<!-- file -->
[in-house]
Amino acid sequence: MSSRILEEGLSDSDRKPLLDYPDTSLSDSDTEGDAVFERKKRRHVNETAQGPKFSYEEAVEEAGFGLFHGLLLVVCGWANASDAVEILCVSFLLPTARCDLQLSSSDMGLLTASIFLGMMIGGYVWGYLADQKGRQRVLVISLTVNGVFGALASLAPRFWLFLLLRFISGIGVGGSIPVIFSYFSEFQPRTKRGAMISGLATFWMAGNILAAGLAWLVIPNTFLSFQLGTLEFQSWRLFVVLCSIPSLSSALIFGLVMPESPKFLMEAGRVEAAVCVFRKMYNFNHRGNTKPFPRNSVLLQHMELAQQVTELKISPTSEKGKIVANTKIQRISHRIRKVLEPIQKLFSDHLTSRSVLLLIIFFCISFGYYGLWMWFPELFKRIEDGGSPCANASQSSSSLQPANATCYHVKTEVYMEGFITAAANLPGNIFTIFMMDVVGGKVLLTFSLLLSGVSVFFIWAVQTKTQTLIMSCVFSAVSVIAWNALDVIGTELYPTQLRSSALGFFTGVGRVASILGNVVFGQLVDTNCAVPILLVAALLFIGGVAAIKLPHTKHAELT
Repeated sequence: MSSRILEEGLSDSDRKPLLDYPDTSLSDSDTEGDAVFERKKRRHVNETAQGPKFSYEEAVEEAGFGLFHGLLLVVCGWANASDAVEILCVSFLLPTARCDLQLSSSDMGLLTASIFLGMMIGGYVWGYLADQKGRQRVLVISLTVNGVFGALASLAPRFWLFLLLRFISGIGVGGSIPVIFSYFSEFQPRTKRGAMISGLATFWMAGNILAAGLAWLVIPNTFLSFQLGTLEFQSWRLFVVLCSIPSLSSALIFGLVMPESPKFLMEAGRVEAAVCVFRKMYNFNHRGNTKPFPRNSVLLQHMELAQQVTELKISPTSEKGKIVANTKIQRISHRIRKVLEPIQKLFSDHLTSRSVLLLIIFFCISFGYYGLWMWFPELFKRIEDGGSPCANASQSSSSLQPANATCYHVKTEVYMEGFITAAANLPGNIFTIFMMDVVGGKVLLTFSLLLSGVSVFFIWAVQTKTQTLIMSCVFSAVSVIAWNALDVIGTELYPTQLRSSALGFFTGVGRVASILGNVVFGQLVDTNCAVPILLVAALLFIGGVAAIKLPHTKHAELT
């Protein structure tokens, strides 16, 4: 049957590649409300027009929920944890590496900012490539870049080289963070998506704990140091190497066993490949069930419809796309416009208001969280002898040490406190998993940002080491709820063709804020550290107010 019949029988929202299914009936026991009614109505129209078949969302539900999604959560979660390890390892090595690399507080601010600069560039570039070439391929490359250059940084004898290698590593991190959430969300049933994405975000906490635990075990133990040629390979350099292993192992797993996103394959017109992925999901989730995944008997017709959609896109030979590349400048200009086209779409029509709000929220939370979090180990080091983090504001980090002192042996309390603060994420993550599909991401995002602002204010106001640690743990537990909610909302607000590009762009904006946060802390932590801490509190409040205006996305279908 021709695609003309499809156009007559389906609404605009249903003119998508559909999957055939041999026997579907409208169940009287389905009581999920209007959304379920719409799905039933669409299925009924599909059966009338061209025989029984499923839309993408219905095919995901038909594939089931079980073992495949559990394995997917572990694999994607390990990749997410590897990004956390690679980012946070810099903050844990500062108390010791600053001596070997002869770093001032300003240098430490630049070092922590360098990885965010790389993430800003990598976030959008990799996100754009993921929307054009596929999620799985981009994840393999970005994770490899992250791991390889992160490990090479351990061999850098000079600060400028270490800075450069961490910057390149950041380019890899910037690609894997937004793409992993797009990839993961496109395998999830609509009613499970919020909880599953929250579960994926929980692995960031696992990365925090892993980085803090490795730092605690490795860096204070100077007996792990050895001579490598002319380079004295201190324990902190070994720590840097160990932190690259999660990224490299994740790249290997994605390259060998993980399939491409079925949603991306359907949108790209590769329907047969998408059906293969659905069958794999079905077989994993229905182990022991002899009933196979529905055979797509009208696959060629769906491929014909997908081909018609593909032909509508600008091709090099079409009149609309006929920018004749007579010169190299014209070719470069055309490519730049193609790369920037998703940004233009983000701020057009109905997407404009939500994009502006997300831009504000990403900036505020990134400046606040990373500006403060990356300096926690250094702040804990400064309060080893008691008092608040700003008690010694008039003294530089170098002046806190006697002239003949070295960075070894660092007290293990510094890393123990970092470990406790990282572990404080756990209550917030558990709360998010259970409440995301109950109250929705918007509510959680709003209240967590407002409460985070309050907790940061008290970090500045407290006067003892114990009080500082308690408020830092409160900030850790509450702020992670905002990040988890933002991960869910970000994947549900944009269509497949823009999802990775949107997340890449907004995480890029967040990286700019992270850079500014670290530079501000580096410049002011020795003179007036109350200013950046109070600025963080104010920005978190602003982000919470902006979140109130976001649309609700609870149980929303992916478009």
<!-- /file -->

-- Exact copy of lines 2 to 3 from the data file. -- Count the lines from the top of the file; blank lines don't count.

Amino acid sequence: MSSRILEEGLSDSDRKPLLDYPDTSLSDSDTEGDAVFERKKRRHVNETAQGPKFSYEEAVEEAGFGLFHGLLLVVCGWANASDAVEILCVSFLLPTARCDLQLSSSDMGLLTASIFLGMMIGGYVWGYLADQKGRQRVLVISLTVNGVFGALASLAPRFWLFLLLRFISGIGVGGSIPVIFSYFSEFQPRTKRGAMISGLATFWMAGNILAAGLAWLVIPNTFLSFQLGTLEFQSWRLFVVLCSIPSLSSALIFGLVMPESPKFLMEAGRVEAAVCVFRKMYNFNHRGNTKPFPRNSVLLQHMELAQQVTELKISPTSEKGKIVANTKIQRISHRIRKVLEPIQKLFSDHLTSRSVLLLIIFFCISFGYYGLWMWFPELFKRIEDGGSPCANASQSSSSLQPANATCYHVKTEVYMEGFITAAANLPGNIFTIFMMDVVGGKVLLTFSLLLSGVSVFFIWAVQTKTQTLIMSCVFSAVSVIAWNALDVIGTELYPTQLRSSALGFFTGVGRVASILGNVVFGQLVDTNCAVPILLVAALLFIGGVAAIKLPHTKHAELT
Repeated sequence: MSSRILEEGLSDSDRKPLLDYPDTSLSDSDTEGDAVFERKKRRHVNETAQGPKFSYEEAVEEAGFGLFHGLLLVVCGWANASDAVEILCVSFLLPTARCDLQLSSSDMGLLTASIFLGMMIGGYVWGYLADQKGRQRVLVISLTVNGVFGALASLAPRFWLFLLLRFISGIGVGGSIPVIFSYFSEFQPRTKRGAMISGLATFWMAGNILAAGLAWLVIPNTFLSFQLGTLEFQSWRLFVVLCSIPSLSSALIFGLVMPESPKFLMEAGRVEAAVCVFRKMYNFNHRGNTKPFPRNSVLLQHMELAQQVTELKISPTSEKGKIVANTKIQRISHRIRKVLEPIQKLFSDHLTSRSVLLLIIFFCISFGYYGLWMWFPELFKRIEDGGSPCANASQSSSSLQPANATCYHVKTEVYMEGFITAAANLPGNIFTIFMMDVVGGKVLLTFSLLLSGVSVFFIWAVQTKTQTLIMSCVFSAVSVIAWNALDVIGTELYPTQLRSSALGFFTGVGRVASILGNVVFGQLVDTNCAVPILLVAALLFIGGVAAIKLPHTKHAELT